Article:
“I’m a First-Gen College Student” will bring together first-generation students, faculty, staff and recent alumni with Welcome Events from 4 to 6 p.m. Sept. 4 and from 11 a.m. to 1 p.m. Sept. 5 at Founders Memorial Library.
To help launch the program, we’re telling just some of the many first-generation stories here at NIU.
Despite being told college was a waste of time and money, Laura Lundelius set out to prove her independence.
Her mother hadn’t finished high school.
“My mother always told me, ‘Do as I say, not as I do,'” said Lundelius, the director of Campus Services at NIU. “I saw my mom dependent on people, and I didn’t want to be like that. That’s what really pushed me.”
Her mother died last year, but not before seeing her daughter earn a bachelor’s degree in Business Administration and Human Resource Management in 2001 from Mary Baldwin College in Virginia and a Master of Business Administration from NIU in 2005.
Starting as a cashier for Parking Services 17 years ago at NIU, Lundelius worked her way up to her current position, which she’s held for the past six years. She now oversees Parking Services, along with Materials Management and Transportation, and was honored in 2017 with a Presidential Supportive Staff Award for Excellence.
“It wasn’t until I finally graduated from college and I was working at NIU that my mother really saw what a benefit education was,” Lundelius said. “When I got my master’s degree, she was elated. She had a real change of heart.”
The first in her family to go to college, Lundelius worked full-time in retail and manufacturing after high school and went to classes when she could. She started taking community college classes at Triton College in River Grove at age 18 and later at Elgin Community College, before moving to Virgina with her husband, Scott, and eventually enrolling in Mary Baldwin College at age 33.
“It was a slow process,” she said. “I’m a perfect example of how to do it the hard way.”
Upon enrolling at Mary Baldwin, Lundelius knew she wanted to be on a college campus. “It feels like home to me,” she said.
Thanks to the support of her husband, she said she was able to go to school full-time for the first time.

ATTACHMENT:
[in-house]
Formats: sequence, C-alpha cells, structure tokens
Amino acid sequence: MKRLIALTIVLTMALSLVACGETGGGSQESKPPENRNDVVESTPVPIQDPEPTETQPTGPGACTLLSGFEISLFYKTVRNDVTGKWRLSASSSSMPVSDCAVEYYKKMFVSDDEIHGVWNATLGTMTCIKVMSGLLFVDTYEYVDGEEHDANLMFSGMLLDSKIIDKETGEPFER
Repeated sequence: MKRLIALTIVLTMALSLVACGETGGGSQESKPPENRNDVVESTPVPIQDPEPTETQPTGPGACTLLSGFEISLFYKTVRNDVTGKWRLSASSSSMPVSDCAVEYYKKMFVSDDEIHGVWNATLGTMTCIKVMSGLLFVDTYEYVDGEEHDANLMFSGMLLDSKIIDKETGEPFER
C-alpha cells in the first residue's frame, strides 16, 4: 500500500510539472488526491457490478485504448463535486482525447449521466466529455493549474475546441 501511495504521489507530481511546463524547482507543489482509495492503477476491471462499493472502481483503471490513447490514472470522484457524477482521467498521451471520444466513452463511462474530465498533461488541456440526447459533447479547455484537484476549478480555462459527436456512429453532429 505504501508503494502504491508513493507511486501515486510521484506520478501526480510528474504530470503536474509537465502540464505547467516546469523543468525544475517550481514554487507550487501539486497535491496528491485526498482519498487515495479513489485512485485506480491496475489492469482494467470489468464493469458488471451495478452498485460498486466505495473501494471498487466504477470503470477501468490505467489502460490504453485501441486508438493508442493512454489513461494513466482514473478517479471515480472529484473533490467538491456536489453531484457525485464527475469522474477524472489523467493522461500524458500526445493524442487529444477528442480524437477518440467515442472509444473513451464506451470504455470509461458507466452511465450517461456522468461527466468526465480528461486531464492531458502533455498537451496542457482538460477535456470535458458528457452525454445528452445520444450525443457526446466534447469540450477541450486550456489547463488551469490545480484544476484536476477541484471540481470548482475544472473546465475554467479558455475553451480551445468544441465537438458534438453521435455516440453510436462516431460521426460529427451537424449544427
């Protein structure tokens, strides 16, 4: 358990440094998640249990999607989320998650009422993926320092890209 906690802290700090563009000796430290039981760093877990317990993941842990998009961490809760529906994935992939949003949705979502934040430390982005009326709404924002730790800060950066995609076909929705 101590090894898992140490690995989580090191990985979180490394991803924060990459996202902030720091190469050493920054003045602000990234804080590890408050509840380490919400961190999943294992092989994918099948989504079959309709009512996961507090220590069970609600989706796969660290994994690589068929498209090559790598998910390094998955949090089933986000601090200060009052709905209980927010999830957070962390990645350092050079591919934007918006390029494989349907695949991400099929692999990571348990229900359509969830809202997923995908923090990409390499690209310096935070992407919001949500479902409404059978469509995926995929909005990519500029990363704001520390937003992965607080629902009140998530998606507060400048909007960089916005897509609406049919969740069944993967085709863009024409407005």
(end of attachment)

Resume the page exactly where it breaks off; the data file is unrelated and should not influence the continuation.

“That was probably my best college experience ever,” she said. “I was able to focus on schoolwork, and I had a lot of support on campus from teachers and the dean and my advisor. They just made me feel really at home.”
She remembers a humanities class focused on different religions. As part of the class, students had to perform 12 hours of community service outside the classroom with a nonprofit organization.
“I was the only one who requested to work with animals and not people, which my professor was surprised. No one had ever asked her that before. She allowed it,” remembered Lundelius, whose office is decorated with a poster-size picture of her dog, Marshall, who often comes with her to work for the day.
Students made a diary of their daily experiences and submitted them.
“My professor was actually moved by my experience working with injured animals at a wildlife sanctuary that she was very willing to allow other students to volunteer at similar organizations,” she said. “She made me feel like I taught her something new, as much as she taught me new things.”
She’d advise anyone considering college to find a support system.
Seek out classmates, friends, faculty, staff, advisors, anyone able to help, she said.
“Other people are going to be experiencing the same thing,” she said. “You shouldn’t be afraid to reach out because it’s important to have that support.”
Back in high school, Lundelius remembers being known as among the “average.” Her mother was a nursing assistant, while her father worked as an electrician after serving in the U.S. Air Force.
“Advisors seemed to focus on the top-tier students, which were wonderful people, very smart kids, but they didn’t really focus on us,” she said. “You know, I think that’s a real bummer. I hope they’ve changed because they should be encouraging all of the kids or at least showing them the benefits of college or going into the trades.”
Lundelius thought she’d be a nurse before she discovered her love of business and the university atmosphere.
It wasn’t easy getting where she is today. Upon earning her bachelor’s degree, she said she interviewed for eight different jobs and was told she was “overqualified.” She vowed to take the first job offer she received. It came from NIU.
“I’ve been on the honor roll, and I’ve been on academic probation,” she said. “Don’t let things get you down. Stay focused on the end goal. As hard as it might seem, stick with it and finish your bachelor’s degree. If you can, start on your master’s degree right afterwards. You’ll be glad you did it when you’re all done.”
Enjoy food, music and giveaways and hear stories about the personal experiences of those who were the first in their families to attend four-year colleges at Welcome Events on Sept. 4 and 5 at Founders Memorial Library.
Learn about the resources available here, including the Breaking Barriers bi-weekly support group for first-generation college students, the Mentoring Valuable Peers program, future career events, supportive and accessible NIU policies, financial aid and scholarship information and more.
Are you a first-generation faculty or staff member? Drop in to a Welcome Event and take home a laminated “I am a first gen college graduate” door decoration to put in your office. Let first-generation college students know they’re not alone and support is available.